Dara K. Marzipan’s review published on Letterboxd:
I enter the cinema from a society that obscures class, venerates wealth, villainizes poverty.
I sit in the chair, and a film begins on the screen, and as the film progresses, I feel that I am being handed a heavy, exquisitely-wrapped gift.
I open the gift carefully. It is a clockwork diorama with a wind-up key, made of highly-polished copper. When wound, it depicts ten people in a house, swerving and dancing around one another. The mechanism must be impossibly complex; the full span of the action takes two hours to complete.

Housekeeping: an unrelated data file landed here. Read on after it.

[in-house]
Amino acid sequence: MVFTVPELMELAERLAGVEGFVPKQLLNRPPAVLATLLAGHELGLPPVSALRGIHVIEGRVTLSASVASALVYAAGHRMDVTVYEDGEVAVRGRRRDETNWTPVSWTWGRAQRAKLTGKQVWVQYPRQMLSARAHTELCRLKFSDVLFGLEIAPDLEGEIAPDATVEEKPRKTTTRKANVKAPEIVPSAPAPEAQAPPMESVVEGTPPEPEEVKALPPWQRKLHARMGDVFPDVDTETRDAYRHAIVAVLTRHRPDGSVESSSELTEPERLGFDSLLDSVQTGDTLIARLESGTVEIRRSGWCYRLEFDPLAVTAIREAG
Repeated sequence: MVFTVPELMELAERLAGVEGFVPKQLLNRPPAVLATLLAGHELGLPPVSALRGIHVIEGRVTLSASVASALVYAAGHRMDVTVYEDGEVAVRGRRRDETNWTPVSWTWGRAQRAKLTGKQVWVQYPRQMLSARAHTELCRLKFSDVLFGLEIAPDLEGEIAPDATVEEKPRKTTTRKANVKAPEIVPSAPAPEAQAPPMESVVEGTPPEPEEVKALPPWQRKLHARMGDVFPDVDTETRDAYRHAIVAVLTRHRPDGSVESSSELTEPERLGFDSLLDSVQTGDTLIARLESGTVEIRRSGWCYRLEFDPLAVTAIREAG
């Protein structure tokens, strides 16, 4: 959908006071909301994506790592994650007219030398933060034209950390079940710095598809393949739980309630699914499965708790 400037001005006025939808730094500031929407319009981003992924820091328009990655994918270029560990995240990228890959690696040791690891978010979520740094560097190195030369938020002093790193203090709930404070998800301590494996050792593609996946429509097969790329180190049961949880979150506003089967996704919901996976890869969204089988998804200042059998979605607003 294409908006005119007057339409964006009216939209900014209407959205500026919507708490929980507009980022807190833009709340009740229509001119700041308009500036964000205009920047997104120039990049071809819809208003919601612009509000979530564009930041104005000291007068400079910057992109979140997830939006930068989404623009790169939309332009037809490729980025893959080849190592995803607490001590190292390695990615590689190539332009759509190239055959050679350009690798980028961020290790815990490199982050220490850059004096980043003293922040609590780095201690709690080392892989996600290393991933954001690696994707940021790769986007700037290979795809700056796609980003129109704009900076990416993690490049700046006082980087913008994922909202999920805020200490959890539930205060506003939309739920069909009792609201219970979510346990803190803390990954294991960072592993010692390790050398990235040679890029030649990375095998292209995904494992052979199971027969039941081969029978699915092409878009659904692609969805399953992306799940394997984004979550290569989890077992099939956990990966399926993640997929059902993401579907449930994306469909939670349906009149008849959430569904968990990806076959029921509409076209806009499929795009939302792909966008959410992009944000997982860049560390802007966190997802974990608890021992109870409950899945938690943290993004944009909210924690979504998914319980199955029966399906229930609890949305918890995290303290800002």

In the space of those two hours, the machine-diorama's purpose becomes evident: it is reveals the striations of class, exposes the complacency of wealth, allows a clearer view of the desperation of poverty. It is didactic to its most basic machinery. And yet it entertains.
When I return to the obscurant society that made me, my mind is equipped with a clockwork machine that demonstrates what is. Once in a great while, a Parasite comes along, and I must marvel at the power of clockmakers.